said if any insult were offered to the people through the present mode of presenting petitions of the people—if there were a mockery of ceremony, to use the words of the hon. Gentleman, by throwing bundles of petitions on the Table—that was the fault of the Members who so presented them, because the rules of the House imposed no such necessity. He would refer to the rules which had been adopted by the majority of the last Parliament. The rules said, that any Member presenting a petition must state the place whence it came, so that the hon. Members who were able to pronounce the names of Irish and Scotch places, had liberty to pronounce them properly, which was their duty, not that of the clerk. The Member presenting a petition was bound also to state the number of signatures and the material contents of the petition. If the petition complained of personal grievance, and required immediate redress, it might be entertained and discussed when presented. If a petition involved a subject of a special nature, it might be ordered to be printed with the votes; when presented, it was the duty of the Member presenting it to give notice of the day when he would bring it under the consideration of the House. This system afforded Members every opportunity of calling the attention of the House to petitions. If the Member did not think it expedient to call the attention of the House to the special subject of a petition, the responsibility rested with him. The discussion of petitions on their presentation was not a part of the ancient proceedings in Parliament. He recollected when he first came into Parliament the practice did not exist, and it was comparatively of recent date. He recollected that Mr. Abercrombie had stated from the chair that, in adopting the resolution, they were only resorting to the old practice. Therefore they were only so far conservative in returning to the practice of half a century ago. Now, if they were to return to the late system, there would be no limit to the presentation of petitions. It was true that in the abstract every petition should be read by the clerk, and attended to by the House; but it was clear that if the clerk was to read every petition, their whole time would be absorbed; and if Members would listen carefully, all he could say was, that this would be different from their usual course. But the real question was, did the present mode diminish the confidence of the people? Since the rules adopted the number of petitions had increased. During the last two Sessions their average number was 17,000 each Session. Certainly they would not infer, from the increase of petitions, that the petitioners were dissatisfied with the present mode of proceeding. He believed there was no alternative between adhering to the rule and the complete relaxation of it. If they left the matter to the discretion of every Member, they would in most cases have a debate on the presentation of a petition. The Member presenting it would be anxious to state fully his opinion on the subject-matter of it; this would provoke a reply and a rejoinder, and much time must inevitably be taken up. When the practice of debating petitions existed twelve or thirteen years ago, they had hardly any time left them for debate. In consequence of this the House, at the suggestion of Mr. Manners Sutton, agreed to the resolution of Feb. 6, 1833, which had already been read to the House. He thought that with respect to public feeling on the subject, it would be found that the "general impression" was, that the time of the House was already sufficiently consumed in debating. He did not believe that the great mass of the petitions to that House required that more of the time of the House should be devoted to debate, and less to practical purposes. He recollected that the practice of discussing petitions night after night led to the most objectionable postponement of legislation. He thought that they should look to the practical effect of the present system. As far as the Ministers of the Crown were concerned, he did not think that it could make much difference to them as to which system was adopted, beyond their having necessarily the desire to proceed to legislation. The House must, after all, strike a balance between the advantages and disadvantages of the two systems, and they should recollect that their time was the property of the people, and ought to be carefully devoted for the public benefit.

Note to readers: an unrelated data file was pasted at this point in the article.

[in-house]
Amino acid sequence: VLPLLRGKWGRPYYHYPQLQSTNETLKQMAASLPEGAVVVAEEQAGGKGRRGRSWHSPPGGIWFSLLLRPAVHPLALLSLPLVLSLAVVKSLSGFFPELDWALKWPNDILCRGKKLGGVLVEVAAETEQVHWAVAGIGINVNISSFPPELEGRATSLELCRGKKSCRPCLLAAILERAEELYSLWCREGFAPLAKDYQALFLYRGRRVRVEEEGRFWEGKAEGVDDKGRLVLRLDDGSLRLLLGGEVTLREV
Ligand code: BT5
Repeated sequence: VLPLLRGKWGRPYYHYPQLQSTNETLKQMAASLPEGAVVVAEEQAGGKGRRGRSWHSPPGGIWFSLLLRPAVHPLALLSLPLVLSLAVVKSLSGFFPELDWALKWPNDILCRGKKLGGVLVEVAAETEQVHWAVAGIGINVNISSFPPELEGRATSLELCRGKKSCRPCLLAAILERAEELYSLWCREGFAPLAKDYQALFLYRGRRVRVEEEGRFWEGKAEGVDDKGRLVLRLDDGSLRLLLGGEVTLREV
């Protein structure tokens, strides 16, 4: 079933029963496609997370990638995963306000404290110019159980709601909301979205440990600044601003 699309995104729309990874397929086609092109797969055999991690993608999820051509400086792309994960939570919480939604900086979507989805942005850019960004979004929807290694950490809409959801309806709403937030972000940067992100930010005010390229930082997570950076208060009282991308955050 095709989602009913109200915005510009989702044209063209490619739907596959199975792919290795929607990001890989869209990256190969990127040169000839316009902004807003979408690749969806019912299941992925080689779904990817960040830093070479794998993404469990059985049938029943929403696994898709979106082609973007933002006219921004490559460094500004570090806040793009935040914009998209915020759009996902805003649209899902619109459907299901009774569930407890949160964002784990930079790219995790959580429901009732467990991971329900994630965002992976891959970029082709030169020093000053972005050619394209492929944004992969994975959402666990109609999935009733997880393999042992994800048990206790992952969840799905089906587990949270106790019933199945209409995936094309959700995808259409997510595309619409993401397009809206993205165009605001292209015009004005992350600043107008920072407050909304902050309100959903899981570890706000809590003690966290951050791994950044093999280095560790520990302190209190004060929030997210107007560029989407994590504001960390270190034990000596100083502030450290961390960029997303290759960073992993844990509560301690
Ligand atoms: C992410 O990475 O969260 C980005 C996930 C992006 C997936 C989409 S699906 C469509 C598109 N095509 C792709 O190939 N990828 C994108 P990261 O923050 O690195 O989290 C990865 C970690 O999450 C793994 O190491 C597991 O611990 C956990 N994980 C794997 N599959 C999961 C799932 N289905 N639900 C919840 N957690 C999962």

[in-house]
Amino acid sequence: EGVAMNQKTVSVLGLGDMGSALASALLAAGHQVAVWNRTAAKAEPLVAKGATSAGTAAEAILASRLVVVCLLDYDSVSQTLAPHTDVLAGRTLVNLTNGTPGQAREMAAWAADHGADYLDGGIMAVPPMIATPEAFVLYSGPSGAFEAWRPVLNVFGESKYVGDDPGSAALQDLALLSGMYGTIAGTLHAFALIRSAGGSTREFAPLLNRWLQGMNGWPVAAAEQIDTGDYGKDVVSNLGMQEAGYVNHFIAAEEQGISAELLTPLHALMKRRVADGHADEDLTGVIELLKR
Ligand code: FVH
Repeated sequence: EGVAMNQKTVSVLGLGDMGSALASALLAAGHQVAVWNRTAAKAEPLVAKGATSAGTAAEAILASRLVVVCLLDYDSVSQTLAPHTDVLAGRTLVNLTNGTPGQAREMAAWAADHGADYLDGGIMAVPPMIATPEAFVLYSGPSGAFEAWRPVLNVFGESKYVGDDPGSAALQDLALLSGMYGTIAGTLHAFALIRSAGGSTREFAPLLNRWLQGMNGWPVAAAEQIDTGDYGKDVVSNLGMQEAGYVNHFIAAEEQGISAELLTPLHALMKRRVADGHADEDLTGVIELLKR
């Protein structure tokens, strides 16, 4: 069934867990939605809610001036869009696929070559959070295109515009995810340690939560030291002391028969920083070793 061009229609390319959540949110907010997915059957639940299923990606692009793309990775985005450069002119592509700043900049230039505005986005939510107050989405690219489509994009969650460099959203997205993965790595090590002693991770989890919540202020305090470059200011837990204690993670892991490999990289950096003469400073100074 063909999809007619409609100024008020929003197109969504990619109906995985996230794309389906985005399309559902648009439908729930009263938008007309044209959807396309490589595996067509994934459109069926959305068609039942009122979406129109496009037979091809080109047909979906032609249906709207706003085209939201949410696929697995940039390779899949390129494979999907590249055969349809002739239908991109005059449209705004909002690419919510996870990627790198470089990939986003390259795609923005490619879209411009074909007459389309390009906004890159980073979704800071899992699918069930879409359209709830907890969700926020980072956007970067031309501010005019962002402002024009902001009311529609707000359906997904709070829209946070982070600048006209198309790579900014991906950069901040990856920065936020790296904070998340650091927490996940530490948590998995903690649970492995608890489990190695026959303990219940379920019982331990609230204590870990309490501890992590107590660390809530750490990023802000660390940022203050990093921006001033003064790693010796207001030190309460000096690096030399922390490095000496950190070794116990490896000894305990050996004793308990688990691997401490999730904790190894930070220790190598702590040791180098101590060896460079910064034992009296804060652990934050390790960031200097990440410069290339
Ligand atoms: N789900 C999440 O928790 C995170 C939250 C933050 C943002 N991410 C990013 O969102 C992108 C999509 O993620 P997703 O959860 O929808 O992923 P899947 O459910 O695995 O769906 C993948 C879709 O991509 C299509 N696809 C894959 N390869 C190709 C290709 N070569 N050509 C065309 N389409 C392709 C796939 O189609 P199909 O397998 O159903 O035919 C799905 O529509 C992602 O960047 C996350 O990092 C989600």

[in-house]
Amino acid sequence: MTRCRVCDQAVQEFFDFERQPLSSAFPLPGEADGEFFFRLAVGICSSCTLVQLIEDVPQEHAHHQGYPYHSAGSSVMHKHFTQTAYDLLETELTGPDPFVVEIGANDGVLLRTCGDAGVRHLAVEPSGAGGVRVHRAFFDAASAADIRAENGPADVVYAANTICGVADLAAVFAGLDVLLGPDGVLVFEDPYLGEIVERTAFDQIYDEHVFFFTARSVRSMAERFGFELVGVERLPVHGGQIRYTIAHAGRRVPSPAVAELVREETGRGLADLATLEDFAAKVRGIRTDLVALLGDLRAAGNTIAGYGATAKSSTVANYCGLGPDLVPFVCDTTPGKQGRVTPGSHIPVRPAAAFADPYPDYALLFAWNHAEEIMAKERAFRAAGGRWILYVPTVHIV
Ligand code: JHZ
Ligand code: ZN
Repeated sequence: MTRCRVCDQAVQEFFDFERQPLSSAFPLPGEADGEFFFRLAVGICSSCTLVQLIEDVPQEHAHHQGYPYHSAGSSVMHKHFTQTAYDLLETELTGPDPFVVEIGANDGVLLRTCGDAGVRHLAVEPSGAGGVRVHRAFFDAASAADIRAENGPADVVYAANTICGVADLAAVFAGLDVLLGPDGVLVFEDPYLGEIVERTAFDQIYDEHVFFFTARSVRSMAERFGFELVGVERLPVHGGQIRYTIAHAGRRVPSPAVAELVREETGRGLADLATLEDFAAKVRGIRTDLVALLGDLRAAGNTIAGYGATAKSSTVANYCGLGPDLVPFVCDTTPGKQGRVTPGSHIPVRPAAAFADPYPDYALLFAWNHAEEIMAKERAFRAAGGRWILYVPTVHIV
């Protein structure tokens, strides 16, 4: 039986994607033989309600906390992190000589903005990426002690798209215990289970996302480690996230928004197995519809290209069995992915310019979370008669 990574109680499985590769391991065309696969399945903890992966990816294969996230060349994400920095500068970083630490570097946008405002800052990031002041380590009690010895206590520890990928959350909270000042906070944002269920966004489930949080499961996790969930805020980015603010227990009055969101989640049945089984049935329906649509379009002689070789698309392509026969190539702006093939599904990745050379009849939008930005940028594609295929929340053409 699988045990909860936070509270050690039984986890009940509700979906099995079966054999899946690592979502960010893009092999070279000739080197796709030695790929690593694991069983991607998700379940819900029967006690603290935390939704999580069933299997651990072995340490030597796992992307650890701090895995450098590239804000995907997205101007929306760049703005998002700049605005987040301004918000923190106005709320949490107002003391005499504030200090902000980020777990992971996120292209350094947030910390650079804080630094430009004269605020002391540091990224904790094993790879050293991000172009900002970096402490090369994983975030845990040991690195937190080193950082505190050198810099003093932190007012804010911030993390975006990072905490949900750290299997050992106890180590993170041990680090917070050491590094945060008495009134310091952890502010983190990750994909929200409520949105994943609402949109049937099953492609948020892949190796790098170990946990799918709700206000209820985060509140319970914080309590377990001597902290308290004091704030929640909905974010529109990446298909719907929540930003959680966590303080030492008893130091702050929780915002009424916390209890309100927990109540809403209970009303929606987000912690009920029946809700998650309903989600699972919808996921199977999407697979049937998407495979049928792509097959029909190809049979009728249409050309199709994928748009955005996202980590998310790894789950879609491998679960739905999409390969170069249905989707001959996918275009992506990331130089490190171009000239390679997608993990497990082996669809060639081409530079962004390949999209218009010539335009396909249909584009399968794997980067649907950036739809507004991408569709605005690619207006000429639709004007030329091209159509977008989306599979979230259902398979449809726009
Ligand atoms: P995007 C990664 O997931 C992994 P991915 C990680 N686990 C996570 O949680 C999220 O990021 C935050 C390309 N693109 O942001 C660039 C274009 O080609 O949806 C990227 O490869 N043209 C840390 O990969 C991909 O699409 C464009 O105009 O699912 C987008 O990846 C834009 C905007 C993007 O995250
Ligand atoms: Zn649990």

Mr. Wakley